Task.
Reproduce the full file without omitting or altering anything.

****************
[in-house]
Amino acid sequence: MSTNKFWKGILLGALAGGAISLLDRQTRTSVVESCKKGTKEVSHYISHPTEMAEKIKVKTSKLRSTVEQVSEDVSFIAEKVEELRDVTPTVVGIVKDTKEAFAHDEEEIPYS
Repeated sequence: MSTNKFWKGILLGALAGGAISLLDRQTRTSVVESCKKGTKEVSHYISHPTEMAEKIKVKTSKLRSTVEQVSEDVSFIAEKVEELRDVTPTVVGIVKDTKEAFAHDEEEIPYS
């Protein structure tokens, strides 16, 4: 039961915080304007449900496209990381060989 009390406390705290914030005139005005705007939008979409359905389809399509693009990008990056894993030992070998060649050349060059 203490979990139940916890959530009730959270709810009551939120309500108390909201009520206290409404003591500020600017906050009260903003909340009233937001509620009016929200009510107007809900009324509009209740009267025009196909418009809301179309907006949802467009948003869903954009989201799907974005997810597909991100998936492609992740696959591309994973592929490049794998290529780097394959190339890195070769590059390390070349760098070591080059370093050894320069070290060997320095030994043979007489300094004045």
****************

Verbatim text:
[in-house]
Amino acid sequence: MSTNKFWKGILLGALAGGAISLLDRQTRTSVVESCKKGTKEVSHYISHPTEMAEKIKVKTSKLRSTVEQVSEDVSFIAEKVEELRDVTPTVVGIVKDTKEAFAHDEEEIPYS
Repeated sequence: MSTNKFWKGILLGALAGGAISLLDRQTRTSVVESCKKGTKEVSHYISHPTEMAEKIKVKTSKLRSTVEQVSEDVSFIAEKVEELRDVTPTVVGIVKDTKEAFAHDEEEIPYS
């Protein structure tokens, strides 16, 4: 039961915080304007449900496209990381060989 009390406390705290914030005139005005705007939008979409359905389809399509693009990008990056894993030992070998060649050349060059 203490979990139940916890959530009730959270709810009551939120309500108390909201009520206290409404003591500020600017906050009260903003909340009233937001509620009016929200009510107007809900009324509009209740009267025009196909418009809301179309907006949802467009948003869903954009989201799907974005997810597909991100998936492609992740696959591309994973592929490049794998290529780097394959190339890195070769590059390390070349760098070591080059370093050894320069070290060997320095030994043979007489300094004045």